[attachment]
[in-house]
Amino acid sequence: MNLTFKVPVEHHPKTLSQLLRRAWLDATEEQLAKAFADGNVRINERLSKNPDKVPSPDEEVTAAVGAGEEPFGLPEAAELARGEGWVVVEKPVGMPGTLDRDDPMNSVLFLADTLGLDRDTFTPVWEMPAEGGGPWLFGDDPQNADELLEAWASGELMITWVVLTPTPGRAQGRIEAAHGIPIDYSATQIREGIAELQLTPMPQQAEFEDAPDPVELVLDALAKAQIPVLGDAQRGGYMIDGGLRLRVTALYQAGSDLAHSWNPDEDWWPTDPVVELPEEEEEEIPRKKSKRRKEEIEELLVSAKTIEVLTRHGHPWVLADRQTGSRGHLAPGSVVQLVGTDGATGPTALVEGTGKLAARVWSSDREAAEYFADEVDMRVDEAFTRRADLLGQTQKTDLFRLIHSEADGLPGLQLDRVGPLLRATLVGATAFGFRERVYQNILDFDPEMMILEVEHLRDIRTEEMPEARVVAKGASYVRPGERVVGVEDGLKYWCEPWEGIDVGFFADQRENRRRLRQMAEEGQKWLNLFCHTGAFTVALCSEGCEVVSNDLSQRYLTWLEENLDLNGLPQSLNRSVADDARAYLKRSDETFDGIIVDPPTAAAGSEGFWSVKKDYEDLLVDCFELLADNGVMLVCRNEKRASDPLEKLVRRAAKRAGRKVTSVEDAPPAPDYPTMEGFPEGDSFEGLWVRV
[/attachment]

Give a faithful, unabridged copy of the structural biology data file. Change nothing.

[in-house]
Amino acid sequence: MNLTFKVPVEHHPKTLSQLLRRAWLDATEEQLAKAFADGNVRINERLSKNPDKVPSPDEEVTAAVGAGEEPFGLPEAAELARGEGWVVVEKPVGMPGTLDRDDPMNSVLFLADTLGLDRDTFTPVWEMPAEGGGPWLFGDDPQNADELLEAWASGELMITWVVLTPTPGRAQGRIEAAHGIPIDYSATQIREGIAELQLTPMPQQAEFEDAPDPVELVLDALAKAQIPVLGDAQRGGYMIDGGLRLRVTALYQAGSDLAHSWNPDEDWWPTDPVVELPEEEEEEIPRKKSKRRKEEIEELLVSAKTIEVLTRHGHPWVLADRQTGSRGHLAPGSVVQLVGTDGATGPTALVEGTGKLAARVWSSDREAAEYFADEVDMRVDEAFTRRADLLGQTQKTDLFRLIHSEADGLPGLQLDRVGPLLRATLVGATAFGFRERVYQNILDFDPEMMILEVEHLRDIRTEEMPEARVVAKGASYVRPGERVVGVEDGLKYWCEPWEGIDVGFFADQRENRRRLRQMAEEGQKWLNLFCHTGAFTVALCSEGCEVVSNDLSQRYLTWLEENLDLNGLPQSLNRSVADDARAYLKRSDETFDGIIVDPPTAAAGSEGFWSVKKDYEDLLVDCFELLADNGVMLVCRNEKRASDPLEKLVRRAAKRAGRKVTSVEDAPPAPDYPTMEGFPEGDSFEGLWVRV